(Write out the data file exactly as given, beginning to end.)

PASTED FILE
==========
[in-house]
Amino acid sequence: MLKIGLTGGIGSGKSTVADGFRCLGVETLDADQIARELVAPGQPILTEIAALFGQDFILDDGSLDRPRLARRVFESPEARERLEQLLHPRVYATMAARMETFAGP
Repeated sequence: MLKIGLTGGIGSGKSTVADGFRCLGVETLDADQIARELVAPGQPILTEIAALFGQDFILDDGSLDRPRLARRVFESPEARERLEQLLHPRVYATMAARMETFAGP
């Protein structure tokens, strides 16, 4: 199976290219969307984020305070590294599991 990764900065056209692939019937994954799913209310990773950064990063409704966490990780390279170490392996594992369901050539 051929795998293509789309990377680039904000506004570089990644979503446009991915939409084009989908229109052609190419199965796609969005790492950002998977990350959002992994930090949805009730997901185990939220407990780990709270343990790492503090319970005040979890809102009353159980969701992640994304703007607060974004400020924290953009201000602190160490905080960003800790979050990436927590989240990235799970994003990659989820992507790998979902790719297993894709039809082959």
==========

[in-house]
Amino acid sequence: MLKIGLTGGIGSGKSTVADGFRCLGVETLDADQIARELVAPGQPILTEIAALFGQDFILDDGSLDRPRLARRVFESPEARERLEQLLHPRVYATMAARMETFAGP
Repeated sequence: MLKIGLTGGIGSGKSTVADGFRCLGVETLDADQIARELVAPGQPILTEIAALFGQDFILDDGSLDRPRLARRVFESPEARERLEQLLHPRVYATMAARMETFAGP
């Protein structure tokens, strides 16, 4: 199976290219969307984020305070590294599991 990764900065056209692939019937994954799913209310990773950064990063409704966490990780390279170490392996594992369901050539 051929795998293509789309990377680039904000506004570089990644979503446009991915939409084009989908229109052609190419199965796609969005790492950002998977990350959002992994930090949805009730997901185990939220407990780990709270343990790492503090319970005040979890809102009353159980969701992640994304703007607060974004400020924290953009201000602190160490905080960003800790979050990436927590989240990235799970994003990659989820992507790998979902790719297993894709039809082959």